GRAIL Gravity Maps Reveal Moon’s History
Gravity distributions on the Moon as revealed by GRAIL show that the Moon’s crust has been largely pulverized.
Earlier this week, I posted how LRO data showed that the Moon’s crust has been mixed by large impacts. Today I learned there was some independent confirmation of this idea already published in the literature. In an article published back in December, researchers led by Maria Zuber (MIT) explained how GRAIL’s gravity maps of the Moon show the same thing. The reason this is back in the news is that Dr. Zuber was honored at MIT for her contributions to the GRAIL mission.
The probes, which were intentionally crashed into the Moon on December 17, spent much of 2012 mapping the variations in the Moon’s gravity field. The probes accomplished this by following similar orbits that kept them between 175 to 225km (108 to 140 miles) apart. The two probes beamed microwaves between one another, which allowed them to constantly keep tabs on exactly how far apart they were from one another. The probes also tracked on their position relative to Earth, which allowed their locations to be known with very high accuracy.
Slight gravitational differences arise on the Moon because of topography and rock type. High areas have more gravity than low areas, because there is more rock present to pull downwards. Rock types also play a major role in determining the gravitational field. Depending on their composition, some rocks are denser and heavier than others. The denser, heavier rocks also pull downwards more strongly than the lighter rocks. As the probes orbited the Moon, they were able to measure slight changes in their velocity as small as 50 nanometers a second. Those slight velocity changes are the result of small gravitational changes accelerating or decelerating the probes. This level of accuracy allowed the creation of extremely high resolution gravitational maps. Previous maps had an accuracy of approximately 10mGal but the new maps were accurate down to 0.1mGal. (The milliGal, abbreviated mGal, is the standard measurement of gravitational acceleration, and is equal to 0.01 m2/s.) The new maps are so good that the gravitational changes caused by every crater larger than 30 km (18.5 miles) were detected.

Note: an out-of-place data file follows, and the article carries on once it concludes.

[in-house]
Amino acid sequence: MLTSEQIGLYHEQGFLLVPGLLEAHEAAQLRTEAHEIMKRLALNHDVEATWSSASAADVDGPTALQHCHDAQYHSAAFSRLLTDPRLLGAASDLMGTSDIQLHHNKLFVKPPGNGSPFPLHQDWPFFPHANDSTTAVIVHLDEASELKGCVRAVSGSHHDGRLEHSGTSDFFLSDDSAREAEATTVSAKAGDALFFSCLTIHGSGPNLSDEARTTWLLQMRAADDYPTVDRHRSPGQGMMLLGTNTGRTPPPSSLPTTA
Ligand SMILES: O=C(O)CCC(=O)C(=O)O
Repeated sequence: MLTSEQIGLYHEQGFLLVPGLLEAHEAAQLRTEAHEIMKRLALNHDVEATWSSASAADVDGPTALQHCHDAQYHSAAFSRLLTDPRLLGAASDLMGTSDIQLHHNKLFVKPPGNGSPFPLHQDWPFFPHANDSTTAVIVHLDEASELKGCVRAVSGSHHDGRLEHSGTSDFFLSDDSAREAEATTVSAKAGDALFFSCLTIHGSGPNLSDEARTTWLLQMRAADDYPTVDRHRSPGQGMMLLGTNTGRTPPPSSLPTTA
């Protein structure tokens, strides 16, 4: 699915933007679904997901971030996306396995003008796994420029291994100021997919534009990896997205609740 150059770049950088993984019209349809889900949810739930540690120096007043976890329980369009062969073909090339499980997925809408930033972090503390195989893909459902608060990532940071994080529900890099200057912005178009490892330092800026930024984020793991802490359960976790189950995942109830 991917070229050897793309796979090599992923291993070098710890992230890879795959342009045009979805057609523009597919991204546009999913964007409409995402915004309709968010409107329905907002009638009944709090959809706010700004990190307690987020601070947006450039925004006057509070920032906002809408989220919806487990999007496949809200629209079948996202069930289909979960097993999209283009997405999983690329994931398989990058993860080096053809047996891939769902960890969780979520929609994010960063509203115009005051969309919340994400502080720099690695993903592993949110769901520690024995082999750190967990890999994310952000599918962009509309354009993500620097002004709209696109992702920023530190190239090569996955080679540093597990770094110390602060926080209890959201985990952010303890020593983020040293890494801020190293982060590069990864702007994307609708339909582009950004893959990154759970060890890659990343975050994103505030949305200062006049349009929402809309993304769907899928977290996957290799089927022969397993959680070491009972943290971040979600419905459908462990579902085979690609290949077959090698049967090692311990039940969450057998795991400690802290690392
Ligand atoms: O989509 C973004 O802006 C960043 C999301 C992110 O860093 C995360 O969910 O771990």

To study the interior, first the effects of topography needed to be removed. Fortunately, the LRO’s laser altimeter experiment has made over 6 billion point during its stay at the Moon, providing an extremely detailed topographic map for the authors of this study to work with. By removing the effects of topography, the authors were able to get an idea of what was going on at depth. What they saw surprised them. “It’s essentially like removing a veil to reveal the gravity due to the inside of the planet,” Zuber said. “And when we saw those maps, we were just speechless.”
Once corrected for topography (known as a Bouguer correction), gravitational anomalies almost completely disappeared from the map. The only large anomalies underneath the largest impact basins, where denser lavas had flooded the surface. Theoretically, slight regional variations in the crust had been expected. In reality, it was likely that those variations had been obliterated by subsequent events. That idea comes from another interesting finding: the Moon’s crust was not as thick as had previously been thought. Most models that simulated the formation of the Moon suggested that the crust would be between 60 and 100km (37 to 62 miles) thick. Instead, GRAIL found that the lunar crust is only 35 to 43km (22 to 26 miles) thick. In fact, many of the largest impact basins on the Moon had penetrated all the way down to the lunar mantle!
The thinner than expected crust is most easily explained by large impactors. These bodies may have been even more common than originally thought. When they slammed into the Moon, they ejected a significant portion of the original crust into space, and pulverized the rest. The end result is a thinner, homogenous crust. If this is the case (which looks more likely in light of the newer LRO data), then the inner Solar System was bombarded much more intensely than previously thought. Combined with the LRO data, we now have two independent sets of data that tell the same story.
So what does this mean for the Moon’s history? The GRAIL data set is another piece of evidence showing that the Moon’s original crust has been battered beyond recognition. This also means that modelers will also need to correct for a significant amount of missing material to calculate the Moon’s original bulk chemistry – an important stepping stone to understanding how moons and planets form. Additional understanding of the Moon’s history may be gleaned from GRAIL data, which is still being processed.
IMAGE: NASA / GSFC / Science Visualization Studio